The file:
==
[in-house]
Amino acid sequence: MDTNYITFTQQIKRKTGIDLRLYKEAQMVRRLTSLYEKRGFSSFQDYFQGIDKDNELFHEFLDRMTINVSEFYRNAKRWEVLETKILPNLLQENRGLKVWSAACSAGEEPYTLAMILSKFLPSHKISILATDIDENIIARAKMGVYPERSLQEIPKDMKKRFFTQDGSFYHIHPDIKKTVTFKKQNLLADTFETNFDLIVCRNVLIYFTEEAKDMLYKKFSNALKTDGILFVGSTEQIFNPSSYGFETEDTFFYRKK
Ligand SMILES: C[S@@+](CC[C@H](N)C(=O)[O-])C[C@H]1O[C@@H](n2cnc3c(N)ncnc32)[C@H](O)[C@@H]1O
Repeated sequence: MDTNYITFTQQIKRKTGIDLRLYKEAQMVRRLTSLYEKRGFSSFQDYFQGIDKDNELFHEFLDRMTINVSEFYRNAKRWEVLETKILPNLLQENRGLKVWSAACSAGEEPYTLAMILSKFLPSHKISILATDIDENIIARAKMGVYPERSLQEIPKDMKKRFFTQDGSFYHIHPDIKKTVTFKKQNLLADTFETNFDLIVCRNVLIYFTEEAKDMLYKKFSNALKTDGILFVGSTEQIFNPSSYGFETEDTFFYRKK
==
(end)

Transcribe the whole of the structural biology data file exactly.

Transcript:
[in-house]
Amino acid sequence: MDTNYITFTQQIKRKTGIDLRLYKEAQMVRRLTSLYEKRGFSSFQDYFQGIDKDNELFHEFLDRMTINVSEFYRNAKRWEVLETKILPNLLQENRGLKVWSAACSAGEEPYTLAMILSKFLPSHKISILATDIDENIIARAKMGVYPERSLQEIPKDMKKRFFTQDGSFYHIHPDIKKTVTFKKQNLLADTFETNFDLIVCRNVLIYFTEEAKDMLYKKFSNALKTDGILFVGSTEQIFNPSSYGFETEDTFFYRKK
Ligand SMILES: C[S@@+](CC[C@H](N)C(=O)[O-])C[C@H]1O[C@@H](n2cnc3c(N)ncnc32)[C@H](O)[C@@H]1O
Repeated sequence: MDTNYITFTQQIKRKTGIDLRLYKEAQMVRRLTSLYEKRGFSSFQDYFQGIDKDNELFHEFLDRMTINVSEFYRNAKRWEVLETKILPNLLQENRGLKVWSAACSAGEEPYTLAMILSKFLPSHKISILATDIDENIIARAKMGVYPERSLQEIPKDMKKRFFTQDGSFYHIHPDIKKTVTFKKQNLLADTFETNFDLIVCRNVLIYFTEEAKDMLYKKFSNALKTDGILFVGSTEQIFNPSSYGFETEDTFFYRKK